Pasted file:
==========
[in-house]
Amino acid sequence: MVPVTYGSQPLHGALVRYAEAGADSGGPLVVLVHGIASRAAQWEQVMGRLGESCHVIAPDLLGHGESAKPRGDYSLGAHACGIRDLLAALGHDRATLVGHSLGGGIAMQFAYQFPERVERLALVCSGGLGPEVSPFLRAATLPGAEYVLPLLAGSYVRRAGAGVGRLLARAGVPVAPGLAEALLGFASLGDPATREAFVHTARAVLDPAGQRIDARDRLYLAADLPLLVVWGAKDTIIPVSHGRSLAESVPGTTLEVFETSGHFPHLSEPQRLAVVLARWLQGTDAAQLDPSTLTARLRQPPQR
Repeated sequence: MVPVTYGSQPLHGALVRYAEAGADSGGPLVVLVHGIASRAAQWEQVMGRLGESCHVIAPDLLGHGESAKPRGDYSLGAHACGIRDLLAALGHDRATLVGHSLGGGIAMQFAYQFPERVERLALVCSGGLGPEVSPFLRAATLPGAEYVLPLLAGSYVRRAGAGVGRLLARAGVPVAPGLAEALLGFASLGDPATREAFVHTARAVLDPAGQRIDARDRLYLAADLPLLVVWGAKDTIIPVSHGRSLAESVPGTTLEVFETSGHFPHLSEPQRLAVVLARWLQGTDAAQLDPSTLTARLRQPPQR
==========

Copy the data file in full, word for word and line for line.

[in-house]
Amino acid sequence: MVPVTYGSQPLHGALVRYAEAGADSGGPLVVLVHGIASRAAQWEQVMGRLGESCHVIAPDLLGHGESAKPRGDYSLGAHACGIRDLLAALGHDRATLVGHSLGGGIAMQFAYQFPERVERLALVCSGGLGPEVSPFLRAATLPGAEYVLPLLAGSYVRRAGAGVGRLLARAGVPVAPGLAEALLGFASLGDPATREAFVHTARAVLDPAGQRIDARDRLYLAADLPLLVVWGAKDTIIPVSHGRSLAESVPGTTLEVFETSGHFPHLSEPQRLAVVLARWLQGTDAAQLDPSTLTARLRQPPQR
Repeated sequence: MVPVTYGSQPLHGALVRYAEAGADSGGPLVVLVHGIASRAAQWEQVMGRLGESCHVIAPDLLGHGESAKPRGDYSLGAHACGIRDLLAALGHDRATLVGHSLGGGIAMQFAYQFPERVERLALVCSGGLGPEVSPFLRAATLPGAEYVLPLLAGSYVRRAGAGVGRLLARAGVPVAPGLAEALLGFASLGDPATREAFVHTARAVLDPAGQRIDARDRLYLAADLPLLVVWGAKDTIIPVSHGRSLAESVPGTTLEVFETSGHFPHLSEPQRLAVVLARWLQGTDAAQLDPSTLTARLRQPPQR